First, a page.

A Handbook of Contemporary Research
- Research Handbooks in Intellectual Property series
Edited by Toshiko Takenka
Chapter 22: Resolving Patent Disputes in a Global Economy
Rochelle C. Dreyfuss* 1 Introduction As with other businesses, the patent industries have discovered the global marketplace. In the last dozen years, patent applications filed in countries other than the inventor’s place of residence have increased annually by 7.4% worldwide,1 and over the last two decades, licensing revenues in the OECD states have grown ten-fold.2 To a large extent, these developments stem from a dynamic familiar to other sectors of the economy: as countries grow wealthier and more sophisticated, as tastes and preferences converge, as transportation costs decline, foreign goods become more familiar, attainable, desirable and available. For the technology community, there are other factors that are also at play. The inclusion of the TRIPS Agreement within the World Trade Organization (WTO) framework means that patents are now readily available in many nations and across a broad array of creative endeavors.3 Intellectual production is becoming increasingly collaborative, involving inventors of different nationalities, working in a multiplicity of locations.4 Technology Along with Jane C. Ginsburg and François Dessemontet, Rochelle C. Dreyfuss is a Reporter for the American Law Institute’s project on Intellectual Property: Principles Governing Jurisdiction, Choice of Law, and Judgments in Transnational Disputes. The author would like to acknowledge the financial support of the Filomen D’Agostino and Max E. Greenberg Research Fund and the assistance of Melissa Feeney Wasserman, NYU Class of 2007. 1 World Intellectual Property Organization (2006), ‘WIPO Patent Report: Statistics on Worldwide Patent Activities 4’, available at http://www.wipo.int/ ipstats/en/statistics/patents/patent_report_2006.html#P137_14557. 2 Organization...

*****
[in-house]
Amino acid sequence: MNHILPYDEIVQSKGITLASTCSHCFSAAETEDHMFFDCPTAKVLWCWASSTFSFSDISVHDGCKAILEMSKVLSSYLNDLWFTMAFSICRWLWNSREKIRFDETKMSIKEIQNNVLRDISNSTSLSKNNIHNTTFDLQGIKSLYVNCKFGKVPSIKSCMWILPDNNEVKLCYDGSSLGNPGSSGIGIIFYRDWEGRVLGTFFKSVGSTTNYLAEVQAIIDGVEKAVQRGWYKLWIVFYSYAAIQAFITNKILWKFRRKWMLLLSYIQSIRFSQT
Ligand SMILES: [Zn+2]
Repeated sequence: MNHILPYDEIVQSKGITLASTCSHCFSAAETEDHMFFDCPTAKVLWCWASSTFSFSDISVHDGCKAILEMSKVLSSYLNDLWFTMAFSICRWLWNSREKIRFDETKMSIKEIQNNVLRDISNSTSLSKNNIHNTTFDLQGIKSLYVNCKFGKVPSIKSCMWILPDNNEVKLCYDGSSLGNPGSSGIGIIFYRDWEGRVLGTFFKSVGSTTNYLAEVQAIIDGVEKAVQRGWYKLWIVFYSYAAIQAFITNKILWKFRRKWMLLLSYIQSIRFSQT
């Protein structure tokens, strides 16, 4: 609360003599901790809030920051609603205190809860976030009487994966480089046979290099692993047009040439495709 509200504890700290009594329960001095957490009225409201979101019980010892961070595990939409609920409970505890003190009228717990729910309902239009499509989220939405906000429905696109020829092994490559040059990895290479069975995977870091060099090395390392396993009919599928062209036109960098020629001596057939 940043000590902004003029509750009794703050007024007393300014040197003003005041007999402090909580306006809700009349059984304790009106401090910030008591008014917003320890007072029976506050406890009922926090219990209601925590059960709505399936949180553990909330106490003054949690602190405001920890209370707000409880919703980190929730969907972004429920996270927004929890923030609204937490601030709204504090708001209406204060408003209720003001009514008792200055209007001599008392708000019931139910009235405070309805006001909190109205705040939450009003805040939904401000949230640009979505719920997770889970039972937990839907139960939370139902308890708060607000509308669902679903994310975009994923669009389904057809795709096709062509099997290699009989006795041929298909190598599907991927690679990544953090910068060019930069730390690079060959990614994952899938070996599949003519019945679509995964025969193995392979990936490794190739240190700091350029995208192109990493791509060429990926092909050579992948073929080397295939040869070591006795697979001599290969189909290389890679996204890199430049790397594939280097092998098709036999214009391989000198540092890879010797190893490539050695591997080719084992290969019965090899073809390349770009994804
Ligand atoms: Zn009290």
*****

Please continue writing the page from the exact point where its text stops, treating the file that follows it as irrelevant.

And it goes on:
You are not authenticated to view the full text of this chapter or article.
Elgaronline requires a subscription or purchase to access the full text of books or journals. Please login through your library system or with your personal username and password on the homepage.
Non-subscribers can freely search the site, view abstracts/ extracts and download selected front matter and introductory chapters for personal use.
Your library may not have purchased all subject areas. If you are authenticated and think you should have access to this title, please contact your librarian.